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“Always do right—this will gratify some and astonish the rest.” —Mark Twain
Many disciplines impact personal care, from chemistry and biology to packaging and marketing, but rarely does philosophy arise in discussion. One branch of philosophy—ethics—deserves more attention.
The subdiscipline of applied ethics considers real-life situations, while the specialized fields of bioethics and business ethics have clear relevance to the beauty industry. When you promise to make a consumer look younger or claim that using an antimicrobial product will protect health, are there issues of right and wrong? There certainly are.
A recent brief overview of scientific ethics, On Being A Scientist,1 covers the essentials for academic researchers and also has relevance for the industry. According to the publication, scientists have three types of obligations: to honor the trust that their colleagues place in them, to themselves, and to act in ways that serve the public. The history of bioethics goes back to the beginning of medicine. The ban on dissection in ancient Greece and Rome led to many errors in Roman physician/philosopher Galen’s first century work on anatomy that were not corrected until the work of Flemish anatomist and surgeon Andreas Versalius 1,400 years later. Work on cadavers became common in the 1800s, so more was accurately known about gross anatomy, but work on living organisms was increasingly done on animals such as rabbits, mice and rats that presumably gave results comparable to human testing.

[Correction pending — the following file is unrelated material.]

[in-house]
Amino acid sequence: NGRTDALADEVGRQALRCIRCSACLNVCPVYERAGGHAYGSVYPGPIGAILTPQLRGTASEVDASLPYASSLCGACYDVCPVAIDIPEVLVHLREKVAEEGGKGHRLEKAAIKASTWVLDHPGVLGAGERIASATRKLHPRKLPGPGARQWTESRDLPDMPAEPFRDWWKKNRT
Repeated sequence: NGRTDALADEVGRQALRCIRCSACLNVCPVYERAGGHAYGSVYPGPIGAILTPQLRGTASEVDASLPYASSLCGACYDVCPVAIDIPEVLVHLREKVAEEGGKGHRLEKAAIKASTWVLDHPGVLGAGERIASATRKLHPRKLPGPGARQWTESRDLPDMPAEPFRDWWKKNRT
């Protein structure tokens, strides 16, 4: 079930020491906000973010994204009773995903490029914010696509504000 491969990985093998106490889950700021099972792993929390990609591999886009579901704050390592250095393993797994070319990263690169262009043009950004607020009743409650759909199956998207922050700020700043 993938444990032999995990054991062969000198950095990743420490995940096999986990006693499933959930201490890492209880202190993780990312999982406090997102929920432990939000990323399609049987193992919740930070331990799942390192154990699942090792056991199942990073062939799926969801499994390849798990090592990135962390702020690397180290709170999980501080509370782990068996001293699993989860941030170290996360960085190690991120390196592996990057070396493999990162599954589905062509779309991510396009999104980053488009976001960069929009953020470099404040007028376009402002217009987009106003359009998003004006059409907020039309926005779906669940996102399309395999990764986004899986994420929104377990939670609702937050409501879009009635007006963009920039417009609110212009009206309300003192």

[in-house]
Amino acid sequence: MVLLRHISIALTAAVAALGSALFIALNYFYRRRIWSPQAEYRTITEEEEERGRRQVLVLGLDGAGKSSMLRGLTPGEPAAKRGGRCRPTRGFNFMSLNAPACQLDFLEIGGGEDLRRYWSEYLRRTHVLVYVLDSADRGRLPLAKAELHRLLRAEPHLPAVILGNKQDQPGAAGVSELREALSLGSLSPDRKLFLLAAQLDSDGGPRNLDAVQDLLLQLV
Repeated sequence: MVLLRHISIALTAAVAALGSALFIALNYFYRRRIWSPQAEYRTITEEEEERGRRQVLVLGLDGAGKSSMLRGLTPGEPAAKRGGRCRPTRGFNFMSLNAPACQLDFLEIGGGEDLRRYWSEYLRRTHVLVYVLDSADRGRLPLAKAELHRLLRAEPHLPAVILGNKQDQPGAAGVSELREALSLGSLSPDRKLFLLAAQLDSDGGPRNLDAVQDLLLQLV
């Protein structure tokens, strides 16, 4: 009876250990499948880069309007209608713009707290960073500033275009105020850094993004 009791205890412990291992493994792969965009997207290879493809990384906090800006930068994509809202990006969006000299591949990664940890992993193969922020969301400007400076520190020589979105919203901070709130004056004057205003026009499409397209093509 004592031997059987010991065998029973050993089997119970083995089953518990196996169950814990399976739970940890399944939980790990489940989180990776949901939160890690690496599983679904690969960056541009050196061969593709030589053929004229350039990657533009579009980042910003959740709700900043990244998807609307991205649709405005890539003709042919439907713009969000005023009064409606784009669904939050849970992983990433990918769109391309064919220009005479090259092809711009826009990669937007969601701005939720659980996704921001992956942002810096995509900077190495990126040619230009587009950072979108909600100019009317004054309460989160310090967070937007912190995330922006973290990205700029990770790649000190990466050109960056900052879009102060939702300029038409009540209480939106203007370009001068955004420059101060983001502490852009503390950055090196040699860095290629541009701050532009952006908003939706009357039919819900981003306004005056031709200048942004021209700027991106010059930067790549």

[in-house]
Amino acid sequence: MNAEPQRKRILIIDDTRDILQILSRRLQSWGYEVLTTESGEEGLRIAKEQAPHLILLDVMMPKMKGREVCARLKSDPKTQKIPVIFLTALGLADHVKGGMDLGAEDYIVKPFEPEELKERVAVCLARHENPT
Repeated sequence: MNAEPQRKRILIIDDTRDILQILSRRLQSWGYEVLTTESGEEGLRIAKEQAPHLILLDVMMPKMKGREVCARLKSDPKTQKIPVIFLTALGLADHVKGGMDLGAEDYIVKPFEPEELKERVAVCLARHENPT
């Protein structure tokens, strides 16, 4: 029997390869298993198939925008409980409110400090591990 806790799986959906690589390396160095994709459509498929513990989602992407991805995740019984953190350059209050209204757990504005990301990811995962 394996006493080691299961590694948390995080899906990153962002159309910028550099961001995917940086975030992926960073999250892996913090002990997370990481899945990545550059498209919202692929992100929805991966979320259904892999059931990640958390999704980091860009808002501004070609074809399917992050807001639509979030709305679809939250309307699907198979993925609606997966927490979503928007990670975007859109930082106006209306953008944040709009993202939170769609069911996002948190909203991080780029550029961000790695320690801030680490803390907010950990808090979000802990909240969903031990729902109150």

Fast-forward to 1959, when Russell and Burch2 laid down the basic rules to minimize the adverse effects of animal testing. Their rules, the three Rs (replacement, reduction and refinement) were considered humane and scientifically sound. They remain the foundation of programs such as the Center for Alternatives to Animal Testing (CAAT) at Johns Hopkins University Bloomberg School of Public Health.